A Yakima County Superior Court judge Wednesday threw out the criminal case against former Wapato City Administrator Juan Orozco, who had been booked Tuesday into the Yakima County Jail on suspicion of official misconduct.
During a preliminary appearance Wednesday on allegations of corruption in public office, Judge Douglas Federspiel ruled there was “no factual basis” for the charges and dismissed the case.
Orozco, who had been arrested Tuesday, was in custody for the hearing.
Former Wapato City Administrator Juan Orozco was booked into the Yakima County jail on suspicion of official misconduct on Tuesday.
The official jail roster for the Yakima County Department of Corrections shows Orozco was booked into the jail on Tuesday at 3:36 p.m.
The Yakima County Sheriff’s Office, which made the arrest, did not immediately return calls for comment.
Yakima County Prosecutor Joe Brusic said that a criminal investigation, started by his office and the Yakima County sheriff in June, is nearly complete. Brusic said he found out Friday that Orozco was considered a flight risk and so sheriff’s deputies took him into custody.
Brusic added he anticipates the case against Orozco will include a possible felony charge.
Orozco took office as mayor in early 2018. He resigned in September and was appointed to a newly created city administrator position with a $95,000 annual salary.
In May, the Washington State Auditor reported eight findings of unlawful activity and misappropriation of government resources under his administration, including violations of the nepotism policy and state Open Public Meetings Act. State Auditor Pat McCarthy said the findings were so serious she forwarded them to Brusic and the state Attorney General’s Office.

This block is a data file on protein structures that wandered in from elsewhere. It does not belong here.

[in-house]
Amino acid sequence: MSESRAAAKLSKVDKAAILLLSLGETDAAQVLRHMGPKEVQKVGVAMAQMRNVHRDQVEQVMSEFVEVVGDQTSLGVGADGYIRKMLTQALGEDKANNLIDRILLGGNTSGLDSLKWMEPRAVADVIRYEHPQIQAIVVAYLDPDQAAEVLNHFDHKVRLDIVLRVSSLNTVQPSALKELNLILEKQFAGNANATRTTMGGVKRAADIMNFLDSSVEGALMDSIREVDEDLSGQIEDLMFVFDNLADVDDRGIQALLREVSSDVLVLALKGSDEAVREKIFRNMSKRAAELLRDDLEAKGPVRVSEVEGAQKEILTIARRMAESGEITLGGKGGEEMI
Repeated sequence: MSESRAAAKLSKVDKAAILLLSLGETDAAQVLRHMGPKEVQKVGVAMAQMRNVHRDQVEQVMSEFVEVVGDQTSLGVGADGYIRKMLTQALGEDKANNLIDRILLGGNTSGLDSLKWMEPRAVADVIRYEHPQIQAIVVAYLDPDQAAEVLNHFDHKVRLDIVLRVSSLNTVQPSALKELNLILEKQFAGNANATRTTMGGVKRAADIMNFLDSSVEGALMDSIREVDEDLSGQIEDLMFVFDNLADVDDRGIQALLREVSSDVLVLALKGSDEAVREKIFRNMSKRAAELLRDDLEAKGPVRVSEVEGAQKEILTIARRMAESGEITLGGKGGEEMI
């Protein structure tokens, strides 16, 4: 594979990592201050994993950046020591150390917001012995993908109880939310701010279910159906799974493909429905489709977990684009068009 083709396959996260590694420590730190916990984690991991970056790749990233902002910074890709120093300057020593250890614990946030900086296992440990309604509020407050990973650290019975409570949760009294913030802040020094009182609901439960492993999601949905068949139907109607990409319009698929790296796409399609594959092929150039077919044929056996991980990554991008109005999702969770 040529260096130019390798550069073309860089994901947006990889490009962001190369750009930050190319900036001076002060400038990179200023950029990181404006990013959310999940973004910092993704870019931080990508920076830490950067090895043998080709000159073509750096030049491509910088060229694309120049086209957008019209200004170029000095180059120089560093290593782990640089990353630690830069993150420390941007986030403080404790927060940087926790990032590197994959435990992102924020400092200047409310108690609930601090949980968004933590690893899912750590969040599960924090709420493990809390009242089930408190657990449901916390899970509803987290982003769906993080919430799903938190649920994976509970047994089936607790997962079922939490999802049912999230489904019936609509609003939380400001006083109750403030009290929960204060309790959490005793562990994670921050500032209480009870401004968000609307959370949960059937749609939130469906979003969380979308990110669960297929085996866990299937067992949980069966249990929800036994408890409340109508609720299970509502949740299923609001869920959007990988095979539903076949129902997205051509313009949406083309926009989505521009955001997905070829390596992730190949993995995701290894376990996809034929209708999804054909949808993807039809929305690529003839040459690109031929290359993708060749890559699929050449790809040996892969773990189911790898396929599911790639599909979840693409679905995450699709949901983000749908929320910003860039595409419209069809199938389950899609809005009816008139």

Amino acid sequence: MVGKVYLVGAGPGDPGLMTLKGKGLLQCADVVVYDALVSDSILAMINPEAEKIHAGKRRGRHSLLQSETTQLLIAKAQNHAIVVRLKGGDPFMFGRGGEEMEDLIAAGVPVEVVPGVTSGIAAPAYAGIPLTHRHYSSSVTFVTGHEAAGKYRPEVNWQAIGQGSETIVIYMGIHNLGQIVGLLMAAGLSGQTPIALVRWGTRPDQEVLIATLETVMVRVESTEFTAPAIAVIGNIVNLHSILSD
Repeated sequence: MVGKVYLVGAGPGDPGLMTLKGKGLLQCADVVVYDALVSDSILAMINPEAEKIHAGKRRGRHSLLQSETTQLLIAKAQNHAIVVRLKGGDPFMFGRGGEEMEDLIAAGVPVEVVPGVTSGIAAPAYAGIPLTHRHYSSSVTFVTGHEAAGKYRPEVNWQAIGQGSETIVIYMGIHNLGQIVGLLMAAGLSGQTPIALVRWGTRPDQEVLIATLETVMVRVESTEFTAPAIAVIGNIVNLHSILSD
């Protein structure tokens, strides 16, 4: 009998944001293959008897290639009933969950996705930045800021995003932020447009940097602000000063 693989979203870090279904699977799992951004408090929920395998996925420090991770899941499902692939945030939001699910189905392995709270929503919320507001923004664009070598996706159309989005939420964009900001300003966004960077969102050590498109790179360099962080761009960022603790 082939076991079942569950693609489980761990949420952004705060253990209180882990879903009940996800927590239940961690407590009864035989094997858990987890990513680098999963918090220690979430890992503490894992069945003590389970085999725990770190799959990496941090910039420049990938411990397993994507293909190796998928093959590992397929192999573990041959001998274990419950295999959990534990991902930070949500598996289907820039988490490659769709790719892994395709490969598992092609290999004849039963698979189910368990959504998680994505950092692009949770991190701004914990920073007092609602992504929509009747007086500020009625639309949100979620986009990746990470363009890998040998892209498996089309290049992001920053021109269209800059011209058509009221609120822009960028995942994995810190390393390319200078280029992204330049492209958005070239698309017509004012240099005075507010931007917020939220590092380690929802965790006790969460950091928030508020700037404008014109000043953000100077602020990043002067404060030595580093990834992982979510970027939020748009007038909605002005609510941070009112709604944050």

Brusic announced the first week of June that he was starting a criminal investigation into Wapato’s circumstances, in collaboration with the Yakima County Sheriff’s Office.
Using findings from the state auditor report, Attorney General Bob Ferguson filed a lawsuit against Orozco and Wapato in June, alleging that Orozco used his position to unjustly enrich himself and that the city had violated the state’s Open Public Meetings Act under his leadership.
Orozco resigned as city administrator July 19 as part of a settlement offered by the Attorney General’s Office in that lawsuit. Under the terms of the settlement, Orozco agreed to resign without severance, to never seek any type of employment with Wapato in the future, and to pay a $500 fine for violating the Code of Ethics for Municipal Employees.
Since coming to power almost two years ago, Orozco has been the subject of eight lawsuits (three ongoing) and nine civil tort claim filings that have cost the city at least $211,000 in attorney fees specific to the lawsuits and $130,000 in settlements to individuals who filed three of the lawsuits.
Councilman Keith Workman said the day’s events do not surprise him.
“I’ve been expecting it,” Workman said. “Corruption was apparent throughout his administration.”
Wapato Mayor Dora Alvarez-Roa, who appointed Orozco to the city administrator position, did not immediately respond to a request for comment.